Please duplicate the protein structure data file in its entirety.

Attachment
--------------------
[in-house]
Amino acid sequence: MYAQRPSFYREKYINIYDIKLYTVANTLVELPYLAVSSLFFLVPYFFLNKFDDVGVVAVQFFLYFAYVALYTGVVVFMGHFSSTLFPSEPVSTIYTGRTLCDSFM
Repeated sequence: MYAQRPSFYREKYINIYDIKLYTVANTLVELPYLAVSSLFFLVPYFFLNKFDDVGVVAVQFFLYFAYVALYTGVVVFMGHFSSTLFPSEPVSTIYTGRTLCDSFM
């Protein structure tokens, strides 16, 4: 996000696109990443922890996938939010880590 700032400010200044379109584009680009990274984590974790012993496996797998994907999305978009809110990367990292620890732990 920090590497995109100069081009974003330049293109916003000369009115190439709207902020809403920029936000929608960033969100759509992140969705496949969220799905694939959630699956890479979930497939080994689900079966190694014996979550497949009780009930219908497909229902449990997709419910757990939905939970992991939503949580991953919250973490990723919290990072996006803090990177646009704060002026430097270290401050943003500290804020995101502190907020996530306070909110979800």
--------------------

[in-house]
Amino acid sequence: MYAQRPSFYREKYINIYDIKLYTVANTLVELPYLAVSSLFFLVPYFFLNKFDDVGVVAVQFFLYFAYVALYTGVVVFMGHFSSTLFPSEPVSTIYTGRTLCDSFM
Repeated sequence: MYAQRPSFYREKYINIYDIKLYTVANTLVELPYLAVSSLFFLVPYFFLNKFDDVGVVAVQFFLYFAYVALYTGVVVFMGHFSSTLFPSEPVSTIYTGRTLCDSFM
């Protein structure tokens, strides 16, 4: 996000696109990443922890996938939010880590 700032400010200044379109584009680009990274984590974790012993496996797998994907999305978009809110990367990292620890732990 920090590497995109100069081009974003330049293109916003000369009115190439709207902020809403920029936000929608960033969100759509992140969705496949969220799905694939959630699956890479979930497939080994689900079966190694014996979550497949009780009930219908497909229902449990997709419910757990939905939970992991939503949580991953919250973490990723919290990072996006803090990177646009704060002026430097270290401050943003500290804020995101502190907020996530306070909110979800």